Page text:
Financial relief still on hold for homeowners in Whatcom impacted by 2021 floods

Nooksack River flooding, Nov. 2021. // Courtesy of Brandon Parsons, with aerial support by LightHawk
Nooksack River flooding, Nov. 2021. (Courtesy: Brandon Parsons, with aerial support by LightHawk)



Homeowners in Whatcom County have been waiting nearly two years for financial relief from flooding that devastated communities in northwest Washington and parts of Canada — and now, they have to wait even longer.

Federal funding was supposed to come this week for 12 homeowners whose houses were destroyed nearly two years ago during the flooding of November 2021. However, that funding has been delayed, again. 

“It’s been a big, big blow to those property owners who are displaced, living in trailers, you know, having a lot of challenges that they can’t manage right now,” said Deb Johnson, river and flood engineer for Whatcom County. 

The funding is through the Federal Emergency Management Agency’s (FEMA) Hazard Mitigation Grant Program. The Whatcom County Flood Control Zone District applied for the grant in April 2022 so that cities and counties could buy out homeowners whose properties are uninhabitable due to the floods.

The money has been delayed a few times as more information was required, but it was supposed to come early this month. Then, on August 31, the county learned the funding was delayed again.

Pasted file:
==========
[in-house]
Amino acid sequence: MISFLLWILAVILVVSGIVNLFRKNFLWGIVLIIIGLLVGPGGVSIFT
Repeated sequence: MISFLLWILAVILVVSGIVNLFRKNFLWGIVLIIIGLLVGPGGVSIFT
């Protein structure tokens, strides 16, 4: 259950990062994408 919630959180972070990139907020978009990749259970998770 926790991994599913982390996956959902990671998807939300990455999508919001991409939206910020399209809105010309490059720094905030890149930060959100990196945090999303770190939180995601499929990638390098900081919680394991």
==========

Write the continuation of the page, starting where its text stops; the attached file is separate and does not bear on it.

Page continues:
This time, it’s on hold because FEMA has put Immediate Needs Funding restrictions on the Disaster Relief Fund, which dropped below a certain balance, as so many natural disasters warranted using the fund this year. Those restrictions prioritize the remaining dollars for life-saving measures.

There is a request from the Biden administration to put an additional $16 billion into the fund, but that needs congressional approval. In the meantime, homeowners who are displaced in Whatcom will have to keep waiting to move on from the floods, with the next flood season right around the corner. 

Many of the folks whose homes were damaged did have flood insurance, but that doesn’t meet all of the needs that come after flooding. If you live in a floodway and your home is damaged more than 50%, you cannot rebuild that home. 

More than half of the homeowners waiting for buyouts live in a floodway.

“People invest a lot of their life into a spot and some of them didn’t know they were in the floodway or the floodplain,” said Chris Elder, a senior watershed planner for Whatcom County Public Works.

A floodway is where the deepest and fasting moving water is found during a flood. New homes can’t be developed in floodways, but they can be in floodplains. Elder said there needs to be proactive approaches for these communities, like communication about risk, or building restrictions.

“Unfortunately, we’re seeing developments in places where we know it’s going to flood again,” Johnson said.